Be A Little Bit Sad About Your Work

Jan 21, 2014

Whatever your discipline, this has happened to you:

You saw something, or you heard something, or you interacted with something that just completely blew you away. It got so many things right in a tantalizing and surprising way. It delighted you. You thought “Hey, I didn’t know that was allowed! You can do that!?” It broke the rules, or taught why something was a rule, or both at once.

And then you got depressed. You are never going to measure up. You’re not going to make a simliar contribution.

For me this is what my life is like listening to and creating music, and I would contend that having feelings like that is a crucial part of a thriving artistic impulse. The key is you can’t let it destroy you. In the right proportion, being knocked on your ass every once in awhile helps you innovate and grow.

The Alternative

If you are exceedingly pleased with all of your aristic output, it’s going to be mostly shit. You’ll never advance. You’ll be baking mudpies unaware that you could use real ingredients to make cakes and cookies.

If you are invariably thrilled, then you’ll never do an extra take, you’ll never try stripping a mix down to its barest elements or try adding that percussion or come back to something a day later with fresh ears. You’ll just ship out the first thing that comes bumbling out of you.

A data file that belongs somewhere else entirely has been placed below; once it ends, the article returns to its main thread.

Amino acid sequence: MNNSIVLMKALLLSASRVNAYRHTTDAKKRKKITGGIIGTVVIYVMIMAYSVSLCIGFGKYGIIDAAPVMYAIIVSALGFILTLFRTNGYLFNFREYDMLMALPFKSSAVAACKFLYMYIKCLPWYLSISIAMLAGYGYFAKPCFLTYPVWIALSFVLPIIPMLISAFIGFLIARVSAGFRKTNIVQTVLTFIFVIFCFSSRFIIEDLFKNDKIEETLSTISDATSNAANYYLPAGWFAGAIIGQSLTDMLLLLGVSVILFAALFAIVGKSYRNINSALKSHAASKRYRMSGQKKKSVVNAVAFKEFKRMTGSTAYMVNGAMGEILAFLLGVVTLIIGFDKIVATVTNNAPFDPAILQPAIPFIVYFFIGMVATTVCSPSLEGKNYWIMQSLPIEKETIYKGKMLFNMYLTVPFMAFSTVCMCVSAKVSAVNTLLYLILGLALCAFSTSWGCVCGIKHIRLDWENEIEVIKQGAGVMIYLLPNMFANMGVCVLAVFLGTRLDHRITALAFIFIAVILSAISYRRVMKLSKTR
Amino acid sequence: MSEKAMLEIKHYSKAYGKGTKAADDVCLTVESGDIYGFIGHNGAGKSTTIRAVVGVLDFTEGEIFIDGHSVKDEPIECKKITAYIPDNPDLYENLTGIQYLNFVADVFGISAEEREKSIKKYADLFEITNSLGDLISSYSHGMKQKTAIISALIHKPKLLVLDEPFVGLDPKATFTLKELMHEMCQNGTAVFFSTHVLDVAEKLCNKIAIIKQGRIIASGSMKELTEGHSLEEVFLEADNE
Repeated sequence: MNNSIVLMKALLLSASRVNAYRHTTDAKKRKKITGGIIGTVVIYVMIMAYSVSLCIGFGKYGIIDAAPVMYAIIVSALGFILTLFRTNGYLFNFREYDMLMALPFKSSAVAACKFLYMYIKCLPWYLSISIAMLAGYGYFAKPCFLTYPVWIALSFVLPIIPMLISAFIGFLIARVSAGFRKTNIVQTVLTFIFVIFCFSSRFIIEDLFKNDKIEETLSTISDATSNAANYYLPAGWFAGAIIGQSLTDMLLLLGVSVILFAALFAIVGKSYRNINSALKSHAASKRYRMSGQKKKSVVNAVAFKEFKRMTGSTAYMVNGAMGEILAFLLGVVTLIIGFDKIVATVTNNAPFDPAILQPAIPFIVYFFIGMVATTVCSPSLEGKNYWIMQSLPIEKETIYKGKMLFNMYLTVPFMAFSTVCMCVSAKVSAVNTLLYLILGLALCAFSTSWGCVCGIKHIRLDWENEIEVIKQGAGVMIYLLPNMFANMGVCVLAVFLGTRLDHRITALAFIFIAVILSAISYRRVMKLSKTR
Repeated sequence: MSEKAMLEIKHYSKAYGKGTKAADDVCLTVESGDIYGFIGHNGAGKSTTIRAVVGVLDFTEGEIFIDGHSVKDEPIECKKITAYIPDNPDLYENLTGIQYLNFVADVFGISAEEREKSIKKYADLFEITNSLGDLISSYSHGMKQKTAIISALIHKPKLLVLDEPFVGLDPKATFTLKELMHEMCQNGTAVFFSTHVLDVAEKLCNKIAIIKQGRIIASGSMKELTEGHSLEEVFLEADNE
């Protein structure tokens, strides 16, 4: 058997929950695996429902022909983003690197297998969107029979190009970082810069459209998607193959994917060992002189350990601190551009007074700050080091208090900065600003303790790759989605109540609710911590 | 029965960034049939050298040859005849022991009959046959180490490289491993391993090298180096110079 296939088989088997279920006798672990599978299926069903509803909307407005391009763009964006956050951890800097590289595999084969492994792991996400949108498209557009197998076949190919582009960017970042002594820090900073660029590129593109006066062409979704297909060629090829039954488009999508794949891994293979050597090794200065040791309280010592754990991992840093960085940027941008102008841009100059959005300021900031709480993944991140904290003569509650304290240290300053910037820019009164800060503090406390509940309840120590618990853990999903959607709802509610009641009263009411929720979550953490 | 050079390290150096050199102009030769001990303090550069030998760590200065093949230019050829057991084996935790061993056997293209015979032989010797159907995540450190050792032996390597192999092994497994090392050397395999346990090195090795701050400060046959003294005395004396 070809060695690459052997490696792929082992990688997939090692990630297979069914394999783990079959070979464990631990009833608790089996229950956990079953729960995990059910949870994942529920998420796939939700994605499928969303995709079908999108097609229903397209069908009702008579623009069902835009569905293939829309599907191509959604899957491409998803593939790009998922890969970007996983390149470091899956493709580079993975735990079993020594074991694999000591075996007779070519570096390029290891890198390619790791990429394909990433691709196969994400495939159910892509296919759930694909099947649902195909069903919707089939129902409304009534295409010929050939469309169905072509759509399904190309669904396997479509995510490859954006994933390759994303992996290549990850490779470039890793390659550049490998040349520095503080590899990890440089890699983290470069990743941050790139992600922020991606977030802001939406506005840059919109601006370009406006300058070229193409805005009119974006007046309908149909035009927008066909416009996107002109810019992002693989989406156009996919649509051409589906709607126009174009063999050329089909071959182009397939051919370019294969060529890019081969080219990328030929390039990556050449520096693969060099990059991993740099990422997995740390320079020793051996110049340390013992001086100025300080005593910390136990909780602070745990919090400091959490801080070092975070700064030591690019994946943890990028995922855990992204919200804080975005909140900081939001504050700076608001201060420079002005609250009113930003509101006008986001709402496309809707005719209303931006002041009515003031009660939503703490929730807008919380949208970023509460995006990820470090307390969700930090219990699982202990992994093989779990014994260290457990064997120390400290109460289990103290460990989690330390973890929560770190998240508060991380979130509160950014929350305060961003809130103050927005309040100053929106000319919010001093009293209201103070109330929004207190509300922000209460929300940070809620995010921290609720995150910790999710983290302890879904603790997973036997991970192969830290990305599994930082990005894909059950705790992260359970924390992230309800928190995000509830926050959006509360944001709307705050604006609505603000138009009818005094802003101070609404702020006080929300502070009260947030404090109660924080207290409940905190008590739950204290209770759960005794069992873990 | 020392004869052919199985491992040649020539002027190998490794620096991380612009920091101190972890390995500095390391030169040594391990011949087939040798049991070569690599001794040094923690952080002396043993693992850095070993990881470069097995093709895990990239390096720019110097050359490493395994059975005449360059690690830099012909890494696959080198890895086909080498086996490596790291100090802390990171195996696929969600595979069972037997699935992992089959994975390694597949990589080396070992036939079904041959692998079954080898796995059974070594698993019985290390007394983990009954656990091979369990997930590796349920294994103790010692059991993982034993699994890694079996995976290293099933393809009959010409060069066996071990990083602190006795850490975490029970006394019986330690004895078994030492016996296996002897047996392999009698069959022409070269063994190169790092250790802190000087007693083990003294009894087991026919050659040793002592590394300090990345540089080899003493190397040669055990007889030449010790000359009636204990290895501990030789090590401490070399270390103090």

And you’d never learn from it. You need the criticism and attention to detail to know why your stuff isn’t good - not yet.

A healthy obsession

Something that I have observed about artistic endeavors is the phenomenon entering into a paradoxically narcissistic-yet-empathetic obsession with the quality of what I am making. It’s a paradox to me because when you’re in the zone, you’re razor focused on your own creation with its flaws and potential, but at the same time you are constantly putting yourself in other people’s shoes, trying to imagine a 3rd party reaction, striving to make an impact beyond yourself.

I don’t know if that’s actually a thing - empathetic narcissism - but it’s a way I’ve been trying to think about the creative self-absorbtion that happens to artists of all stripes.

How do you find the balance in demanding excellence without completely disabling yourself?

If you haven’t seen it, it’s worth checking out Ira Glass’ rant about the gap between your taste and your abilities.